- The state of New York has filed an objection to Entergy’s request for a Coastal Consistency Determination for the Indian Point nuclear plant, part of the state's campaign to shutter the facility, which has been operating since the mid-1970s.
- Opponents of the plant say the lack of a water-use certificate could block the plant's bid to continue operating another 20 years, and may force it to shutter as soon as next year, The Journal News reports.
- But according to Entergy, the decision will not have any impact because it withdrew its application for a water-use permit following a court ruling on a coastal management program that would grandfather in the Indian Point facility.
New York has been pushing for years to close down Indian Point Units 2 and 3, which have been operating since 1974 and 1976, respectively. The facility generates a quarter of New York City's power, operating almost continuously with more than 2,000 MW of capacity.
But it is unclear just how significant the Cuomo administration's water permit decision will be. Riverkeeper, an advocate for New York's waterways, says the opposition has the "potential" to block the unit from being relicensed and could cause it to close as soon as next year.
“This news is encouraging. We’re satisfied with the Department of State’s thorough evaluation of the impacts, and risks regarding Indian Point, and ultimate finding that a coastal consistency determination for the plant is simply inappropriate,” Riverkeeper Staff Attorney Deborah Brancato said in a statement. “This objection is tantamount to a denial, and we are confident that under the correct reading of the law, New York’s highest court should find that a Consistency Determination is necessary for relicensing, and that the department’s decision will stand.”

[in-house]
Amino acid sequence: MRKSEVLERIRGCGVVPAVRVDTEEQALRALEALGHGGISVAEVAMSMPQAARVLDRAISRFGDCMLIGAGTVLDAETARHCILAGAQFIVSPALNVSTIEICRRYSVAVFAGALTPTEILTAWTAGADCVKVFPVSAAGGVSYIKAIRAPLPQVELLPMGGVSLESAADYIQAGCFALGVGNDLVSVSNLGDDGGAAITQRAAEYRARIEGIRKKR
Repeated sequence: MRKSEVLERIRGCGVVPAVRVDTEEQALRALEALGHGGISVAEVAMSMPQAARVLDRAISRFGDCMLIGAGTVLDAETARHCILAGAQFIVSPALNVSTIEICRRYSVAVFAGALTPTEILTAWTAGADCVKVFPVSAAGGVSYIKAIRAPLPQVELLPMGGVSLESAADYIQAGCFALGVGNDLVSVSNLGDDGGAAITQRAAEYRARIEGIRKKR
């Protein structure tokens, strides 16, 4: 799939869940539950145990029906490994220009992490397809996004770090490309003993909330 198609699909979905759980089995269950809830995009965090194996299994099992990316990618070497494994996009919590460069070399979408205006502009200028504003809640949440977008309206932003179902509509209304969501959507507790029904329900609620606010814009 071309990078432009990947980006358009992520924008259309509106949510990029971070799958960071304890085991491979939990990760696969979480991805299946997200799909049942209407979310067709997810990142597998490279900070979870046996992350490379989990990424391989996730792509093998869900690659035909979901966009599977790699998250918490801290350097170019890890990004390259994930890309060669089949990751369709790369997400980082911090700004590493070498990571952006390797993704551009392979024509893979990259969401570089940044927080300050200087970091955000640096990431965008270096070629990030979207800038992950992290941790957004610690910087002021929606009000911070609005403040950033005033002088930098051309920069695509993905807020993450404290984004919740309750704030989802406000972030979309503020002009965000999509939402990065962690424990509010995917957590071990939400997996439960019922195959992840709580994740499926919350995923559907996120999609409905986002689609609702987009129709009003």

Unit 2's license expired in 2013 and Unit 3's will as well, in mid-December. Both units will continue to operate, however, as the U.S. Nuclear Regulatory Commission (NRC) mulls a 20-year license extension that would allow the plants to continue operating out to 60 years of age.
While Entergy argues that the certification is not needed because of a 2014 legal decision, Riverkeeper said it disagrees with that interpretation and that the decision has been appealed to the New York State Court of Appeals, which has agreed to hear the case. A decision is expected in 2016.
Cuomo has been pushing for Indian Point to shutter since 2012, in part because of the plant's proximity to New York City and the 20 million residents living in the area.
Re-licensing exsisting plants, rather than constructing new ones, has been a popular option for nuclear generators looking to preserve their low-carbon generation. But even with new authorization to operate, many plants in organized markets are under threat of unprofitable status and retirement due to the low price of natural gas and renewable energy.
Continued retirements of nuclear plants could put the Obama administration's carbon goals under the Clean Power Plan in jeopardy, analysts warn. But barring more plants like Indian Point going offline, the EIA expects U.S. nuclear generation to increase slightly on the road to 2030, thanks to a handful of new units coming online. New nuclear construction is expected to be limited to states with vertically-integrated utilities, rather than in the organized markets, due to the amount of capital needed to develop a new nuclear plant.